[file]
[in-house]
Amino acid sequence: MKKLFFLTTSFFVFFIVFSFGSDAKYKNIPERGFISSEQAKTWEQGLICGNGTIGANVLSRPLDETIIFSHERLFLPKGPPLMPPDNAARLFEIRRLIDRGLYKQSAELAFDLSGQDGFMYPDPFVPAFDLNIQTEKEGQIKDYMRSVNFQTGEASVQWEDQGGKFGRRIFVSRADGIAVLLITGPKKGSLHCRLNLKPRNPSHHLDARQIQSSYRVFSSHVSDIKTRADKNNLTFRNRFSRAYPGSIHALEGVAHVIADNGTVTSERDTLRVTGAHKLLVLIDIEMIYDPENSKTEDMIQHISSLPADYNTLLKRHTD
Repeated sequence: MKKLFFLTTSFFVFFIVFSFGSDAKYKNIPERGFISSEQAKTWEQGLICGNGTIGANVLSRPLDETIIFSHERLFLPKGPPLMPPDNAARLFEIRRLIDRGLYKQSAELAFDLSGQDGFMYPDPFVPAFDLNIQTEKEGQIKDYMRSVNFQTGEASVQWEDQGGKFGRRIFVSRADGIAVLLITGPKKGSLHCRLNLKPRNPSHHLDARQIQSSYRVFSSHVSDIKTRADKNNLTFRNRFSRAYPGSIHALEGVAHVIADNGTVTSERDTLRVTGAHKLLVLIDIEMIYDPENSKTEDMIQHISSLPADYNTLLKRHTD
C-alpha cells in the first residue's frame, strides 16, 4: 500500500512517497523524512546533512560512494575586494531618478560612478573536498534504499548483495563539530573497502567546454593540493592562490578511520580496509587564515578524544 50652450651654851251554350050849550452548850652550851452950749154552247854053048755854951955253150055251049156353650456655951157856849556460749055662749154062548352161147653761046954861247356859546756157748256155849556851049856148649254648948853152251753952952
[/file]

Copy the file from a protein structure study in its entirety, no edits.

[in-house]
Amino acid sequence: MKKLFFLTTSFFVFFIVFSFGSDAKYKNIPERGFISSEQAKTWEQGLICGNGTIGANVLSRPLDETIIFSHERLFLPKGPPLMPPDNAARLFEIRRLIDRGLYKQSAELAFDLSGQDGFMYPDPFVPAFDLNIQTEKEGQIKDYMRSVNFQTGEASVQWEDQGGKFGRRIFVSRADGIAVLLITGPKKGSLHCRLNLKPRNPSHHLDARQIQSSYRVFSSHVSDIKTRADKNNLTFRNRFSRAYPGSIHALEGVAHVIADNGTVTSERDTLRVTGAHKLLVLIDIEMIYDPENSKTEDMIQHISSLPADYNTLLKRHTD
Repeated sequence: MKKLFFLTTSFFVFFIVFSFGSDAKYKNIPERGFISSEQAKTWEQGLICGNGTIGANVLSRPLDETIIFSHERLFLPKGPPLMPPDNAARLFEIRRLIDRGLYKQSAELAFDLSGQDGFMYPDPFVPAFDLNIQTEKEGQIKDYMRSVNFQTGEASVQWEDQGGKFGRRIFVSRADGIAVLLITGPKKGSLHCRLNLKPRNPSHHLDARQIQSSYRVFSSHVSDIKTRADKNNLTFRNRFSRAYPGSIHALEGVAHVIADNGTVTSERDTLRVTGAHKLLVLIDIEMIYDPENSKTEDMIQHISSLPADYNTLLKRHTD
C-alpha cells in the first residue's frame, strides 16, 4: 500500500512517497523524512546533512560512494575586494531618478560612478573536498534504499548483495563539530573497502567546454593540493592562490578511520580496509587564515578524544 50652450651654851251554350050849550452548850652550851452950749154552247854053048755854951955253150055251049156353650456655951157856849556460749055662749154062548352161147653761046954861247356859546756157748256155849556851049856148649254648948853152251753952952